Local community can also raise additional funds to spend in projects and the council would optimise it's middle man position and do more than just seek to get it's pound of flesh out of corporate exploitation. Personally I would advocate that triple bottom line accounting and measuring success of societies and individuals in social, natural and economic capital terms is the solution to the climate and ecological emergency and it is the duty of the next generation to achieve that system update from fundamental capitalism to a sustainable system and there is nothing stopping local communities independently setting up those systems now as front runners to the global upgrade. These metrics can help to identify the weak parasitic members who gravitate to the top in a corrupt society, marginalise them and elevate the productive members into leadership and decision making positions. At the moment most members of the community sitting on local committees (including council committees) are low achievers with little local community support or productivity and simply being elevated by corrupt peers and unrepresentative democratic processes (like local councillor elections where only 10-20% of the local population vote and often follow national party lines anyway). This is the fundamental cause of local government system corruption, these weak low achievers are easily played and exploited by the corporate lobbyists, which enable them to destroy nature and local community. Replacing these weak links with objectively measured productive local community members is a democracy upgrade utilising the internet computer system to identify the key candidates and to improve democratic engagement. These members should also be embedded into the planning system algorithm, working closely with planning officers to optimise recommendations in officer reports to voting committees and nothing can be signed off and approved without their approval. By also upgrading the ease of voting by using on line systems to vote (like they use in mass participatory gameshows etc but secured with on line banking security and even block chain security), transferring local political campaigning mainly to social media with integrated voting and using the metrics for candidates to display their productivity and also to monitor what they achieve- the strongest members of society will be the decision makers, will be objectively accountable and could finally bring the corporate monster rampage under control before they destroy the future for everyone and everything. The front line of corporate exploitation is local politics, this is the cutting face where the damage is done- this is where the war will be won. Most of the technology to do this already exists and a system can be hobbled together using existing tools.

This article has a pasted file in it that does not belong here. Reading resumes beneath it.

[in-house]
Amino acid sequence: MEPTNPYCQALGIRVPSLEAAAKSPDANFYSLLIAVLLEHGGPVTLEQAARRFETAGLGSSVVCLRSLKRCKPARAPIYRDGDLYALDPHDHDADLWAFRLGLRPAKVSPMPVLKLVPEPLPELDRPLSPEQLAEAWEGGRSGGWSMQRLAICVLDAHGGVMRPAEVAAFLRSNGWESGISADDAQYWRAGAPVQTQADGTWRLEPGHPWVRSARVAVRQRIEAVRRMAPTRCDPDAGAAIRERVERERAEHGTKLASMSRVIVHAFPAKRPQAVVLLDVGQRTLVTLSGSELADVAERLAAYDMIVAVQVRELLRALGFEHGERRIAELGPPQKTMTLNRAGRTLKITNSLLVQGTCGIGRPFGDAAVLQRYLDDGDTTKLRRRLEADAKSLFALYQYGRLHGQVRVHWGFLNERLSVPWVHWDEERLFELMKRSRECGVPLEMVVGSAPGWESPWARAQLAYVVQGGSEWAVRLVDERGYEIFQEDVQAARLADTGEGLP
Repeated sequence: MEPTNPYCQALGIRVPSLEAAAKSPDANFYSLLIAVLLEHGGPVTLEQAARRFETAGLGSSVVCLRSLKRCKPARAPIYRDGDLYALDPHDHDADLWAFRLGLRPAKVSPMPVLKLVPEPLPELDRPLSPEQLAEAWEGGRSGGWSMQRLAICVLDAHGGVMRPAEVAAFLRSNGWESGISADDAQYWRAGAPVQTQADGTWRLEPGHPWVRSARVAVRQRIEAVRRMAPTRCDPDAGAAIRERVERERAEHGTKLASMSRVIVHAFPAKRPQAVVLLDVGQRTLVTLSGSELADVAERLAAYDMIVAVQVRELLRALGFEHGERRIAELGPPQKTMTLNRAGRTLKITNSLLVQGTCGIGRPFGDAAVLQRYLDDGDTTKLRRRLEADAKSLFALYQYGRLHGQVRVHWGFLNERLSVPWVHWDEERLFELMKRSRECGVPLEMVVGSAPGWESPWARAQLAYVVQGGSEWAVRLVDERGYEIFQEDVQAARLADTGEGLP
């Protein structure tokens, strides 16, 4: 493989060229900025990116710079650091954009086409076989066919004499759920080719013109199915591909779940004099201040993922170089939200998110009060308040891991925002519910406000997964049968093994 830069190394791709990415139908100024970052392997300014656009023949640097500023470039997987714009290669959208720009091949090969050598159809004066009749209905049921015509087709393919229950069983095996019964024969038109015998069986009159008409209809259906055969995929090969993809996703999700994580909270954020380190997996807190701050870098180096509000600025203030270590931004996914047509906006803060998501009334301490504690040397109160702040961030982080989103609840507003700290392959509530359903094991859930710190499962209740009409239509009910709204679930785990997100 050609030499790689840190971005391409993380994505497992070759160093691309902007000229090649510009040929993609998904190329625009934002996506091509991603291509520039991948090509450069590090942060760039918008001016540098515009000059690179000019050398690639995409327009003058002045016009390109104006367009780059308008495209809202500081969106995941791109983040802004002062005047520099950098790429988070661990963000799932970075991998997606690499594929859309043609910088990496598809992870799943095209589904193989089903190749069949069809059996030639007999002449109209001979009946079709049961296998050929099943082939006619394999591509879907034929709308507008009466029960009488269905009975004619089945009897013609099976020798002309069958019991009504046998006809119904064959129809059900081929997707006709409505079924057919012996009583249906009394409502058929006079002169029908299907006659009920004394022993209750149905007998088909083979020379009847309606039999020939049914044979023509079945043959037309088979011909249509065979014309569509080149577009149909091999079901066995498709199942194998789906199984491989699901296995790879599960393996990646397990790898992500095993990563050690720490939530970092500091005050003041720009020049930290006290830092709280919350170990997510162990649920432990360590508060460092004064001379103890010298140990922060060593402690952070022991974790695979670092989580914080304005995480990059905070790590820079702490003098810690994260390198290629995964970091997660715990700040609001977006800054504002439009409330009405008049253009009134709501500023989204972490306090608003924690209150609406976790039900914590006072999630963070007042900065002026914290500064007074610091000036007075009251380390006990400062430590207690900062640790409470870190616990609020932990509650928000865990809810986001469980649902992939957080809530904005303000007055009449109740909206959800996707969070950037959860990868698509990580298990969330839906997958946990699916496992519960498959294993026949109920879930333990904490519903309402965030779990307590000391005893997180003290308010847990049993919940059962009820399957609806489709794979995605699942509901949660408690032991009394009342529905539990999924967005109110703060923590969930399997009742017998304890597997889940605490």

A few other changes could help, like the site ecologist being employed by the council (with money paid by Viridor) to address obvious conflict of interests between the site ecologist not biting the hand that feeds and companies like Viridor not employing the cheapest (an inexperienced and low quality or simply dodgy) deal going. Viridor could also use community monitoring and employ bird group members to carry out surveys with the site ecologist working closer on more complex matters.